It's like we've woken up from a collective dream. Has Tim Duncan really been playing basketball for this long? Others have played longer. Three months ago, Kobe Bryant retired after playing 20 years with the LA Lakers, so Duncan can't even claim to have played the longest with one team. But it feels like he's been doing it since men lived in caves and basketballs fell through literal baskets.
What follows is a significantly abridged list, but illustrative of the span of time which we're considering:
- I entered high school
- Celebrated my 15th birthday
- Got my driver's license
- Started my first job as a busboy in Kerrville, TX
- Graduated High School
- Moved from Kerrville to Tampa, FL to start school
- Entered my first serious relationship
- Ended my first serious relationship
- Spent a summer in Corvallis, OR
- Celebrated my 20th birthday
- Moved back to San Antonio
- Got a job at Northwoods 14 movie theater where I bumped into Tony Parker and Manu Ginobili
- Aimlessly wandered through one year at San Antonio College
- Moved back to Tampa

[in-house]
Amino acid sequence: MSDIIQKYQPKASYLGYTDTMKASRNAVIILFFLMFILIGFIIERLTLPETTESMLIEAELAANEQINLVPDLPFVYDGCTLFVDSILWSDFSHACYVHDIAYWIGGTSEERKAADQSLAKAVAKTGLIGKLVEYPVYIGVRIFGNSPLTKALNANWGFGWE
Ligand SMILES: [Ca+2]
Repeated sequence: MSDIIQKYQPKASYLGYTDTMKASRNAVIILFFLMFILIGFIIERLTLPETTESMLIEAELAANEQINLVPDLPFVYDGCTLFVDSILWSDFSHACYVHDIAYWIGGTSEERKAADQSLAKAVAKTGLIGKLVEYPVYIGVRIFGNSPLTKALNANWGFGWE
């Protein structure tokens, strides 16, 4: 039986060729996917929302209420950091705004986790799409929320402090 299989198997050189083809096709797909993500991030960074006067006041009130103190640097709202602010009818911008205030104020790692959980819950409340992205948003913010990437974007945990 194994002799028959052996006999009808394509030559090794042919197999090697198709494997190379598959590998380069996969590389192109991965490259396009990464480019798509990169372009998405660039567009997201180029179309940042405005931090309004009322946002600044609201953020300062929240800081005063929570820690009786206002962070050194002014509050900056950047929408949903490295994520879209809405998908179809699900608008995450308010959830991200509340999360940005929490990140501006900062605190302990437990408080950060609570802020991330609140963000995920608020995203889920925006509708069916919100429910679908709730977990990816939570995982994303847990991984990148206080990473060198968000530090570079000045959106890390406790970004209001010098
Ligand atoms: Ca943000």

- My mom was diagnosed with and beat lymphoma
- Graduated from college
- Moved to east Texas
- Entered my second serious relationship
- Got a dog
- Ended my second serious relationship
- Moved back to San Antonio
- Worked at McNay Art Museum where I almost bumped into R.C. Buford
- Celebrated my 25th birthday
- Moved to Kansas City, MO
- Got married
- Started on my second degree
- Got a second dog
- Bought a house
- Graduated from college
- Got a grown-up job as a City Planner
- Fathered a child
- "Celebrated" my 30th birthday
- Fathered a second child
- Celebrated my first child's 4th birthday
- Moved to Grand Prairie, TX
- Bought a second house
- Experienced true heartbreak, maybe for the first time
All of that has transpired in my life since Tim Duncan began playing professional basketball for the Spurs. Of my nearly 34 years, he has occupied almost two-thirds of them. I can't say I was a long-time Spurs fan before he arrived, but I started following closely during the peak David Robinson years. Back then, annual playoff berths were a given even if championship aspirations were far-fetched. Timmy changed all that, though. Not only would we never miss the playoffs during his tenure, we'd never win less than 60% of our games. Two times in nineteen years, the team dipped to the sixth seed or lower. Three times, the team failed to advance in the playoffs - on one occasion, Duncan didn't play because of surgery.